[46:31]
Lessig: So one consequence of everything you've described is the effect on privacy. Another consequence you've talked about is the way the governments intervention into technologies and work with technology companies has rendered commercial entities more vulnerable, more vulnerable into international hacking themselves. I wonder as you reflect on that, to what extent do you think that's a significant concern that commercial interests aught to be bringing to the government as an independent reason to cut back on this kind of intervention.
[47:05]
Snowden: So the vulnerability of systems and services to mass surveillance is a big thing, it's a big danger competitively, particularly that is policy based, as opposed to technologically based,. That is if these authorities are being drawn from national laws then suddenly nobody trusts American products and services anymore, we have, y'know we have prism, we have basically backdoor authorities to go into Google and Facebook and Apple and so on and so forth under the FISA amendment's 502 authority, which does not require a warrant, mind you, and they can rifle through the communications of people using these services. Why would an individual trust a bank that steals from them? Similarly why anybody trust a phone that spies on them? If a German wants to buy a phone are they going to buy an American phone with a backdoor or are they going to buy a Korean phone that's surveillance free cause they know that's a competitive advantage. That's something we need to be able to confront, more broadly how do we secure us, how do we make sure our technical products and services are robust and resilient against government intrusions, not just from our own government, because by-and-large our government does a play by pretty decent rules, but how do we protect them against adversaries, how do we protect them against the most authorian[sic] states in the world? And the only way to do that is to ensure that we fundamentally oppose any policy, any kind of dictates that compromise the security of our devices, that compromise the security of our services. It's talked about recently; the government, the FBI, is pursuing back doors into our personal devices, y'know they want to be able to spy on our phone as long as they say “Well we have a reason, we have some process that'll allow us to do it.” but the reality is that once you bake a back door into something you can't control who walks through it. The NSA has done this for ages, where we exploit back doors built into communications, built into systems by other countries for these same reasons, we do it for our own reasons. Y'know the FBI builds back doors in for a lawful purpose, the NSA uses them for foreign intelligence purposes, so on and so forth. And this is also, this is not theoretical, these are things that have already happened. If you've got phones out there y'know you can Google the Athens Affair which is a wiretapping instance circa the Greek Olympics, where basically the entire government of the country, their highest level officials were unlawfully wiretapped by unknown parties, using lawful intercept capabilities that were built into the telecommunications devices in place at the at that country. And that's really the danger. By enabling this sort of surveillance we're actually weakening the security for a massive factor of individuals. We're basically compromising the security of a society for the benefit of an agency. And y'know there can be reasonable disagreement about where we draw the lines and where this should happen, but the real question is how many phones has the NSA or the FBI seized that they were unable to break the encryption on. They actually provide counts for these, I think there's one from a couple of years back that shows they've only ever been unable to break a couple phones, something like three or four, and it wasn't relevant to the case. Meanwhile they seize tons of phones that are encrypted that they are able to get around. So really is this the problem that it's claimed, compared to the protection that basically good cyber security practices provide to a society. If we had secure services, if we had secure products, and we had a national competitive advantage globally, we have a robust and thriving technical sector that's providing jobs, it's providing taxes, it's providing economic growth that's creating a more enlightened society here, y'know, the tax revenues based on that can result in a more fair living condition for everyone living within it. We're also safer, we have a better respect for our rights, more better protected against basic crimes. If you lose a phone and that phone is not encrypted, whoever finds that phone now has access to everything in your life. And that's not even talking about y'know the NSA, that's not even talking about intelligence agencies, that's just talking about the guy in the corner. If your phone is encrypted that information still belongs to you, and that's really what we need to think about. Do we want to have control over our private lives? Do we want to have control over our associations, over our ideas, and over our effects? Or do we want to forgo these things, can we forgo these things in response to a limited and transient threat.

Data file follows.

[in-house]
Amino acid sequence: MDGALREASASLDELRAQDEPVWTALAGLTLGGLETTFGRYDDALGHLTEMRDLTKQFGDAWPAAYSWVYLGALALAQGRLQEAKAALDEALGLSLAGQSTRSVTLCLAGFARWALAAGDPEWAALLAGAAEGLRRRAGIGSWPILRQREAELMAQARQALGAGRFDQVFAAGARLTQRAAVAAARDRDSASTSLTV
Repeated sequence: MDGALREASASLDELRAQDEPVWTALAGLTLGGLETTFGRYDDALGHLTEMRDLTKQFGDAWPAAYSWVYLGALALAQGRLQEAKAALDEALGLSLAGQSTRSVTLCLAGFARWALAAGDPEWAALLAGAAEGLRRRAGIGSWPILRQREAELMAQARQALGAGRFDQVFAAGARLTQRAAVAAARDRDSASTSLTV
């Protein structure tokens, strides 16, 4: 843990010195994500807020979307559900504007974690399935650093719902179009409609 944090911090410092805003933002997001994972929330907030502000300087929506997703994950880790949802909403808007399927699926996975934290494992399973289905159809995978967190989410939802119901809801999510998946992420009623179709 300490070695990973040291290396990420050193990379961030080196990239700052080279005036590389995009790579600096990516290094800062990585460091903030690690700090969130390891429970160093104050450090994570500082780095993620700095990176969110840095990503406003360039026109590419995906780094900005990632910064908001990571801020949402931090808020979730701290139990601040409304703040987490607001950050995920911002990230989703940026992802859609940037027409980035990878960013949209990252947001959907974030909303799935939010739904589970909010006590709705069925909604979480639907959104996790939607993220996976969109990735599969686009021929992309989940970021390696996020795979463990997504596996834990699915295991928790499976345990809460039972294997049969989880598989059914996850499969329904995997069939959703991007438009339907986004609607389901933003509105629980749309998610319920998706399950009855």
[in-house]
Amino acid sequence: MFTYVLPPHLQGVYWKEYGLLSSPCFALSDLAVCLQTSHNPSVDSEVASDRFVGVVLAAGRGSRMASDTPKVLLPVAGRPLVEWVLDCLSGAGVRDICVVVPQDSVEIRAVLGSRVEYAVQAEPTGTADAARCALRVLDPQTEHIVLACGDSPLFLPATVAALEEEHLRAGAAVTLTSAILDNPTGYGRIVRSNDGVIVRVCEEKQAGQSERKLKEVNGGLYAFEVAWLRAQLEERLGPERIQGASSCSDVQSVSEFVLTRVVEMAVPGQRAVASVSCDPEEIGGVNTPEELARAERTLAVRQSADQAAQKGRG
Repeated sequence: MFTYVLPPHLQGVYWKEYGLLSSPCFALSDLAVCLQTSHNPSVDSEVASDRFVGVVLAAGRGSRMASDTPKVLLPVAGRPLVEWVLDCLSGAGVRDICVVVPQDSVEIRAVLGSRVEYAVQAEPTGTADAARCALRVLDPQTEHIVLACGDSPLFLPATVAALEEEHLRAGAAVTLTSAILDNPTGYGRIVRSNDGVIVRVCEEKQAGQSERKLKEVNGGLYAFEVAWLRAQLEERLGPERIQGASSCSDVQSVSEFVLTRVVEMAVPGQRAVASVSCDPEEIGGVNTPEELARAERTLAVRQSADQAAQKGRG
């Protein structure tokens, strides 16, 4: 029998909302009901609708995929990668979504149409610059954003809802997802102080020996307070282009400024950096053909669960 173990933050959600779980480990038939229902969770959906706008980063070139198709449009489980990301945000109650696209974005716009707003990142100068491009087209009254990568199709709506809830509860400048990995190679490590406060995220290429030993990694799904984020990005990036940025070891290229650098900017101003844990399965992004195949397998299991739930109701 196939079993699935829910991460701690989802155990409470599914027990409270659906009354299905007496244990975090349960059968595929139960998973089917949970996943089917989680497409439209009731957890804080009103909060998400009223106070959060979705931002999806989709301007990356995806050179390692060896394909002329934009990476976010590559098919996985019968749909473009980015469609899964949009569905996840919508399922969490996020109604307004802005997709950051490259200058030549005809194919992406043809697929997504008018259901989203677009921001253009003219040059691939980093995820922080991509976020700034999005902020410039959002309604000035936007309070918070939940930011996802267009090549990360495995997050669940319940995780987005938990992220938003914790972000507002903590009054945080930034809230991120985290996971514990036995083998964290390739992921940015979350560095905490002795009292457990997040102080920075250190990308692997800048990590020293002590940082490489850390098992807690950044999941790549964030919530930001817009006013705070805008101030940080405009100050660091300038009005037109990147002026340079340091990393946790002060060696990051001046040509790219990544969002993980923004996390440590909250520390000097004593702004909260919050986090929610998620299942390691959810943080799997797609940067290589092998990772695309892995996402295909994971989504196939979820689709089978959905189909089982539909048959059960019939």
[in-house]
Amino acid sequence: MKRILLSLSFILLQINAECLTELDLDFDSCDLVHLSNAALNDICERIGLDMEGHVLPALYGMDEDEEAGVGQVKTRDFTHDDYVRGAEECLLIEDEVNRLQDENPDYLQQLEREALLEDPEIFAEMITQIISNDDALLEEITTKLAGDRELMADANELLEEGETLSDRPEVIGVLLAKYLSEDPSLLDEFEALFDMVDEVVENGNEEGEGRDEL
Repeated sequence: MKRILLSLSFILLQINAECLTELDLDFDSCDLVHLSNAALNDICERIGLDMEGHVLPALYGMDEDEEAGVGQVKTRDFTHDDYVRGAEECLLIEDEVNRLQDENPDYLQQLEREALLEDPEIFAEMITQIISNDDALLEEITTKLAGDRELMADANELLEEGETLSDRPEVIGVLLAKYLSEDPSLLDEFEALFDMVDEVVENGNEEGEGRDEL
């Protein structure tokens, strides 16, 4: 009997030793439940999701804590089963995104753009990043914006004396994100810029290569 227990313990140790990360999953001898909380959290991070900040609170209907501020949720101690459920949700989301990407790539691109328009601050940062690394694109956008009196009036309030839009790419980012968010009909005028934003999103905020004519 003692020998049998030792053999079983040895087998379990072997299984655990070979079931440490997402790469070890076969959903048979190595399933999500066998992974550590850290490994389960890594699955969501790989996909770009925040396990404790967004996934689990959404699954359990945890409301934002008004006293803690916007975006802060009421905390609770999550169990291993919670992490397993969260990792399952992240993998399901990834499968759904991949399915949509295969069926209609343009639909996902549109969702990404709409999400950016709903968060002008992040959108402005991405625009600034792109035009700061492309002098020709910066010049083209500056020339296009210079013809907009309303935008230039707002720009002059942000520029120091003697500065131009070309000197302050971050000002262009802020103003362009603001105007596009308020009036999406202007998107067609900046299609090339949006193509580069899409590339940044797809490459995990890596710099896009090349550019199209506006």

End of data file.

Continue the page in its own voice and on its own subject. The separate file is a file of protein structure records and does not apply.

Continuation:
[52:00]